Minimally Invasive Devices: An Overview

Minimally Invasive Devices: An Overview

17 Mar 20204 min readMike Anderson
Catheter with PREVOYANCE® plug-and-play chip-on-tip camera assembly Catheter with PREVOYANCE® plug-and-play chip-on-tip camera assembly

The market for minimally invasive devices had an estimated value of $20 billion in 2018.

With minimally invasive surgery forecasted to grow at around 8% year-over-year through 2024, one thing is clear: the global demand for these devices is going to increase.

As the minimally invasive device segment is one of the primary markets ATL supports, we’ve compiled this blog post to help you develop a better understanding of these devices and how they’re shaping the healthcare landscape today.

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What are minimally invasive devices?

Before we start, it’s important to note that there is no checklist or set of rules that determine whether a device should be categorized as “minimally invasive.”

Instead, the term is typically applied to devices based on a comparison to other device options.

For example…

Imagine you’re having your rotator cuff surgically repaired.

20 years ago, the surgeon may have used a scalpel to make a nice, long incision around your shoulder in order to access the joint itself.

Though the surgery would’ve probably been effective for repairing your shoulder, there is one big health concern—besides being left with a large scar—that this surgical method presents: the risk of infection.

Even in a spotless, sterilized operating room, opening your shoulder up and exposing it to the elements carries a risk of infection that you may not be willing to tolerate.

Now, fast forward to today.

Thanks to the advent of minimally invasive devices, if you were to have your rotator cuff repaired tomorrow, there would be no need for a large incision that leaves your tissue exposed.

Instead, the surgeon would make one or more small incisions around your shoulder and use small devices paired with camera and/or imaging technology to make the repair.

These smaller incisions mean you not only have a smaller scar (or two), it also means your risk of infection drops significantly.

Given this information, we would define minimally invasive devices as devices that minimize the size and/or number of incisions needed to perform a surgery.

Minimally Invasive vs Invasive Medical Devices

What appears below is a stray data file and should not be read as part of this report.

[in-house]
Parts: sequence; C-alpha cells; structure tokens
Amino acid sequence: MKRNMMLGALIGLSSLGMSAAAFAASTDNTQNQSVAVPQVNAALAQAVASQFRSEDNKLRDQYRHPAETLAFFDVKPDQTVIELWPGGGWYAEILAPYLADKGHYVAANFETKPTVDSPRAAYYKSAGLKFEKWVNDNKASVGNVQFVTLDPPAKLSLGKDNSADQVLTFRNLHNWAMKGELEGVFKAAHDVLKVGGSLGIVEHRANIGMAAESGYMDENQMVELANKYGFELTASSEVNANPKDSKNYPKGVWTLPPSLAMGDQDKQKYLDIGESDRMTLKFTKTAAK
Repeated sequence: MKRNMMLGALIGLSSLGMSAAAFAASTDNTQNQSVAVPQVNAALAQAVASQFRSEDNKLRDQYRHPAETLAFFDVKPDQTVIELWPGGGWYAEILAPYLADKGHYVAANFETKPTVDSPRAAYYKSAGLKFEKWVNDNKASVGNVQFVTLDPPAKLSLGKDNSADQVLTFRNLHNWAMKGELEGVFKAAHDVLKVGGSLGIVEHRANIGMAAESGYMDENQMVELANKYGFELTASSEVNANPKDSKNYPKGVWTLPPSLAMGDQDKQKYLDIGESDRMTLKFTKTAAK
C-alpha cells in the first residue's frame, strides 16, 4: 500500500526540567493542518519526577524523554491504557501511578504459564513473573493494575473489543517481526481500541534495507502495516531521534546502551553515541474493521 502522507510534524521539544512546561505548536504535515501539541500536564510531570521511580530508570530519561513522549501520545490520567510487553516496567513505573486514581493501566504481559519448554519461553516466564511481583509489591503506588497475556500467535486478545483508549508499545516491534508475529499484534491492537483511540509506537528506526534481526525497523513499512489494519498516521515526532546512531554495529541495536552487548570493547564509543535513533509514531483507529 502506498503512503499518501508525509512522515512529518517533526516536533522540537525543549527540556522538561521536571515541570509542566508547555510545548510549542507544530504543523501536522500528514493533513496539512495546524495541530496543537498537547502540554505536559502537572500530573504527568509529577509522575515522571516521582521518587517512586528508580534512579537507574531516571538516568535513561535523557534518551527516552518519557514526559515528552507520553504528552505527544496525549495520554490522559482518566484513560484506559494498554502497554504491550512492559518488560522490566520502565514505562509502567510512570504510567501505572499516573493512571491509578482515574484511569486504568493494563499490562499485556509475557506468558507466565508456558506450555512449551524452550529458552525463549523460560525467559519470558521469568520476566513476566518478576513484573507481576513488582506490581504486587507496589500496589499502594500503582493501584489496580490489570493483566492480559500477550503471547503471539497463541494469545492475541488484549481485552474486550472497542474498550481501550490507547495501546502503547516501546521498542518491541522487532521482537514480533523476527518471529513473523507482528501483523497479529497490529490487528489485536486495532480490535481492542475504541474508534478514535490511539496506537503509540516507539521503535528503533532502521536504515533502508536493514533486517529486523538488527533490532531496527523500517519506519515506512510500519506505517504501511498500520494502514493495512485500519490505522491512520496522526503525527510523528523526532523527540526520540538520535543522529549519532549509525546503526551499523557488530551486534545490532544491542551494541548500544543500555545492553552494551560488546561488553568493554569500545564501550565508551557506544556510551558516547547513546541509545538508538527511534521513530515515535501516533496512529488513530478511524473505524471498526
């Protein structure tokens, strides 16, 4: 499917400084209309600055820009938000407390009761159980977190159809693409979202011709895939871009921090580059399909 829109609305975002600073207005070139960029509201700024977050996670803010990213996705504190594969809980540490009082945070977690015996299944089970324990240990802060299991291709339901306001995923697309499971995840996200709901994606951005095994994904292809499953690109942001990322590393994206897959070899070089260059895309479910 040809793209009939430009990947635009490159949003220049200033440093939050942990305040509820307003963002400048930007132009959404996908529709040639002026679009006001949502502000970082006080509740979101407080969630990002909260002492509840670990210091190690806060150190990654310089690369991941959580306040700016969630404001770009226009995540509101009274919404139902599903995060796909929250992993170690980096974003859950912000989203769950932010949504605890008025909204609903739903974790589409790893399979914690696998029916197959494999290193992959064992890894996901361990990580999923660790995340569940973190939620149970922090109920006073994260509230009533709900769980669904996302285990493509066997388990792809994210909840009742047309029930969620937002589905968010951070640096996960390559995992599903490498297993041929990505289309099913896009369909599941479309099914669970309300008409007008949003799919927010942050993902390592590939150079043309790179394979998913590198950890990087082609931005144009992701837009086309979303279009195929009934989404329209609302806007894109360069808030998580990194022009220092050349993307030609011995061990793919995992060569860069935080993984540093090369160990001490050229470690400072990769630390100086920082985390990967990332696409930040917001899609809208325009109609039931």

“Invasive” surgery is not the opposite of “minimally invasive” surgery (that honor would go to the term “open” surgery—e.g., open heart surgery versus minimally invasive heart surgery).

Rather, “minimally invasive” is a sub-segment of the larger “invasive” medical device market.

“Invasive” is a term used to describe medical devices that enter the body.

Minimally invasive devices are simply invasive devices that enter the body using a minimal footprint.

The opposite of invasive devices would be non-invasive devices, which we cover next.

Minimally Invasive vs Non-Invasive Medical Devices

If the term “invasive” defines the devices used inside the body, the term “non-invasive” describes the segment of devices that don’t enter the body.

Devices like stethoscopes, blood pressure monitors, and your smart watch are examples of non-invasive medical devices.

As a minimally invasive device is still an invasive device, there is no such thing as a minimally non-invasive device—they are mutually exclusive categories.

The growing prevalence of energy-driven minimally invasive devices.

Electrical components like robotics, cameras, and sensors are being used to improve minimally invasive surgical outcomes around the globe.

At the heart of all devices that utilize these components is the interconnect solution that powers it.

As the energy-driven minimally invasive device market continues to expand, the drive to minimize the device footprint by making it “smarter” or multi-functional will put pressure on engineering teams to innovate.

Overcoming this challenge requires knowledge of device development, electro-mechanics, biology, and many other fields.

If you are developing an energy-driven minimally invasive device, we recommend working with an expert who has done it before.

Additional Resources.

Minimally invasive medical devices are being used to improve patient outcomes around the world.

Knowing the difference between these devices and other types of medical devices can help you develop an understanding of the market as a whole.

To learn more about how ATL can help you with your next minimally invasive device project, click the button below.